If you followed TV news coming from CES 2014 you probably picked up on Sharp’s massive 85” glasses free 3D display. Everything I heard about it was positive so I made a special trip out to have a look; and was sorely disappointed.

Oct 30 2012

News - Sharp Prepping Anti-Glare Moth Eye Panels for TVs this Fall

Sharp Moth EyeSharp is introducing some interesting new technology for a select set of their TVs this year. Sharp will be releasing five Aquos Quattron 3D XL TV sets with a new anti-glare technology dubbed Moth Eye this fall. The new tech evidently uses tiny irregularities in the surface of the LCD panel to reduce glare from external light sources and improve black levels. LCD TVs have certainly come a long way in reproducing deep black levels in recent years, but there is always room for improvement.

 It's bringing five LCD TVs to market in Japan this fall with a new glare-reducing, contrast-enhancing panel called Moth Eye. The name stems from the properties of its namesake, whose tiny irregularities cut reflections and help the insect to see in the dark.  

The Verge


Oct 26 2012

News - Samsung and LG May Delay 55" OLED TVs Until Late 2013, LG Still Prepping $20,000 4K TV


Samsung and LG both made a splash at CES 2012 with 55" OLED TVs that they planned on bringing to market by the end of this year. Unfortunately, it sounds like both companies might be pushing off these new sets until late in 2013. Evidently the two companies have been squabbling over engineers and run into production issues that are slowing down the transition of their manufacturing facilities.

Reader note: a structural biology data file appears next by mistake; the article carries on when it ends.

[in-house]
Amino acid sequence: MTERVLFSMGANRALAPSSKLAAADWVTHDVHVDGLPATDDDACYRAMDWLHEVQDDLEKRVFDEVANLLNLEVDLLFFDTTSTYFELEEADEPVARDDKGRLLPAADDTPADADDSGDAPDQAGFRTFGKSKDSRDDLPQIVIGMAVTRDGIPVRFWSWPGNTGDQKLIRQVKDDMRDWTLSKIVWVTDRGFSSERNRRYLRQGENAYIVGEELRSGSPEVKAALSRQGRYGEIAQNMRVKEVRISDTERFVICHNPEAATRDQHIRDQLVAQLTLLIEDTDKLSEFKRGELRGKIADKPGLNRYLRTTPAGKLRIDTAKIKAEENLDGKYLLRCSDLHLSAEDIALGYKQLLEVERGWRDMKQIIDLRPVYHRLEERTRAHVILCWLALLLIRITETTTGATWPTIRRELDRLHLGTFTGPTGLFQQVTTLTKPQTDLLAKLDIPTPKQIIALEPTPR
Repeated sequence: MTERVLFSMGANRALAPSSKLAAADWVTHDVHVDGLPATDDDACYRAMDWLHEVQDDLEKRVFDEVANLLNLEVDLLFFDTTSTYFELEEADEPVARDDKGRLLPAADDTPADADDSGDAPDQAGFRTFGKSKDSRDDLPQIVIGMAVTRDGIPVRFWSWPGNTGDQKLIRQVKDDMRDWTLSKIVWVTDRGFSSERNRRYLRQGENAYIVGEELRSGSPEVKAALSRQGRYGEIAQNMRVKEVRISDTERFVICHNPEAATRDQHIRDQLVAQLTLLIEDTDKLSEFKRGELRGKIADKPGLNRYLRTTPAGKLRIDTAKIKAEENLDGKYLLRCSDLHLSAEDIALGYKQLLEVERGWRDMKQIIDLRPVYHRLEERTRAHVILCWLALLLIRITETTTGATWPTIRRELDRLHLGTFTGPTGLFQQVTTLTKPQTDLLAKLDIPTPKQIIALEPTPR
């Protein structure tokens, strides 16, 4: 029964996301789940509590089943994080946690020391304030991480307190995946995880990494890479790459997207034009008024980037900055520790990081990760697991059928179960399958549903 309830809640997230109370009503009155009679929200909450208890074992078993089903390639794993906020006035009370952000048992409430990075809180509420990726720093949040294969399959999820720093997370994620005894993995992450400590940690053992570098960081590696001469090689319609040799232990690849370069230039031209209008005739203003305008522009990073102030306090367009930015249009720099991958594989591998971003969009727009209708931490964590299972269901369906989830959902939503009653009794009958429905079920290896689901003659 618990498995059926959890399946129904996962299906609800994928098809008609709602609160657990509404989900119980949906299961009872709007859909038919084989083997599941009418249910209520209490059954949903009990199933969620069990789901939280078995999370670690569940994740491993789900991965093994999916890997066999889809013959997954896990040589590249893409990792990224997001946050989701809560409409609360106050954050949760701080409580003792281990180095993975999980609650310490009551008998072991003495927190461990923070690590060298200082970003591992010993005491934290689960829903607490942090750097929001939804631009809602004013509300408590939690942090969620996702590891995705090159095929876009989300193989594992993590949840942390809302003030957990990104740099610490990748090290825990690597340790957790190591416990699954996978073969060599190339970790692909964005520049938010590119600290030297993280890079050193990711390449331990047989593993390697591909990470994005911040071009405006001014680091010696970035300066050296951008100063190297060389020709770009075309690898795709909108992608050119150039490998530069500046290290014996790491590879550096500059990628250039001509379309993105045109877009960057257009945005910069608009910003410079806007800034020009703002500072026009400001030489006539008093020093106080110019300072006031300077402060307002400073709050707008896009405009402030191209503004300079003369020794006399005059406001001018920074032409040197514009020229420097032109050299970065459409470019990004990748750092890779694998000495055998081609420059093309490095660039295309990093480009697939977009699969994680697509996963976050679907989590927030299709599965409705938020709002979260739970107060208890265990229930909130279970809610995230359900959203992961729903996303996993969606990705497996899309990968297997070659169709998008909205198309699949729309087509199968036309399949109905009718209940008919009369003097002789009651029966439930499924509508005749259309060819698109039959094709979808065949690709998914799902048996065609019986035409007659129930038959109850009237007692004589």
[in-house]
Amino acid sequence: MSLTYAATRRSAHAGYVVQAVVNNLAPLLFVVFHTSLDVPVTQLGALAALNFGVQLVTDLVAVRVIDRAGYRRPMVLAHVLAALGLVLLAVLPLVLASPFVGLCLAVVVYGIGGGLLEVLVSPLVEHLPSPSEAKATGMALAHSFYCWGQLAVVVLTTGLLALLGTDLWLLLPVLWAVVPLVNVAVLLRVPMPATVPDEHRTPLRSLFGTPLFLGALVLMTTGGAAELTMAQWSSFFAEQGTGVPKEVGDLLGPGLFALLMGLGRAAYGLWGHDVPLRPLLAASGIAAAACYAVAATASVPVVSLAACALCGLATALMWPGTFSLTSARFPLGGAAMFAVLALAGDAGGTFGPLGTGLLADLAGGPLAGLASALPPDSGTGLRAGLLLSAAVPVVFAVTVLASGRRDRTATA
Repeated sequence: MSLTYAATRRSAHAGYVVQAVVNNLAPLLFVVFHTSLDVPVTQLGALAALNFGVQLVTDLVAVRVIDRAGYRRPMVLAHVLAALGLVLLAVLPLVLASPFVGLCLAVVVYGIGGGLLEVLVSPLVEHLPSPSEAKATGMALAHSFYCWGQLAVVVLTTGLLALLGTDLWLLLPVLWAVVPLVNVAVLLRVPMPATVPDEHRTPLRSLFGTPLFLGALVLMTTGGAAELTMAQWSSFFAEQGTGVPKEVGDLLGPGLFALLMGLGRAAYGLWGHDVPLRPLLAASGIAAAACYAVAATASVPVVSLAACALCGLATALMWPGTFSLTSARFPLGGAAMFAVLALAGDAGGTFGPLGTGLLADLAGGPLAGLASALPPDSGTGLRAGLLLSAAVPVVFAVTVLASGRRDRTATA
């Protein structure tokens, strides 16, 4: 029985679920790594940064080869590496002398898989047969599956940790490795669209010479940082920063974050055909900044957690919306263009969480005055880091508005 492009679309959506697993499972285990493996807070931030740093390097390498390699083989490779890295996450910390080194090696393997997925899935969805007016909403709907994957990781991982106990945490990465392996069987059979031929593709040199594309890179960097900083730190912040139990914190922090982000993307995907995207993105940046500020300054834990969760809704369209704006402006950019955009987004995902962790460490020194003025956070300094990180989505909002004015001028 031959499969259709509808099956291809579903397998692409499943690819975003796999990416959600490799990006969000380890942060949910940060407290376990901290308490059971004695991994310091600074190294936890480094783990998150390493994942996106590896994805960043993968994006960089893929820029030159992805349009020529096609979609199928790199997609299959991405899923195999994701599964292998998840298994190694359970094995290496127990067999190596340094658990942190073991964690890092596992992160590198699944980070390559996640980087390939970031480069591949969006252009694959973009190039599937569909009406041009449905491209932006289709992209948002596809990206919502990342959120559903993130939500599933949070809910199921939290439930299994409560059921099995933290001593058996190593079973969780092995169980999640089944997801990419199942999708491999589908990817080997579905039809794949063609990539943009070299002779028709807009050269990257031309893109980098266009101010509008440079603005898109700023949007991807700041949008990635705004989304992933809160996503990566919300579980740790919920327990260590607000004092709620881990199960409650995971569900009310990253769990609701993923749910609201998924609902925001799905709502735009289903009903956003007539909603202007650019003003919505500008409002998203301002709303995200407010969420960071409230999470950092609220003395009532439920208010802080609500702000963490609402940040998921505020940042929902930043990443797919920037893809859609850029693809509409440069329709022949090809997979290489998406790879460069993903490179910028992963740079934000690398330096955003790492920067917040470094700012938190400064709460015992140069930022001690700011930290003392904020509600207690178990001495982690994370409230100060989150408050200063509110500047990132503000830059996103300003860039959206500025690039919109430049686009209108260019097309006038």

Samsung and LG, the two electronics makers who promised us these exciting, mind-rotting devices, are said to be having worse-than-expected difficulties manufacturing the sets.


This would seem to be a particularly unfortunate setback for Samsung, given the company's public push to move away from LCD manufacturing to focus on OLED and the growing interest in 4K, or UHDTV, at the high-end of the market from companies that have continued to focus on LCD. LG can at least console itself by capitalizing on the latter trend with plans for a relatively inexpensive 4K LCD TV.

Sony's gorgeous 84-inch 4k TV costs an eye-watering $25,000. Now LG has announced the price of its contender and it's cheaper—but you could still buy a car for less.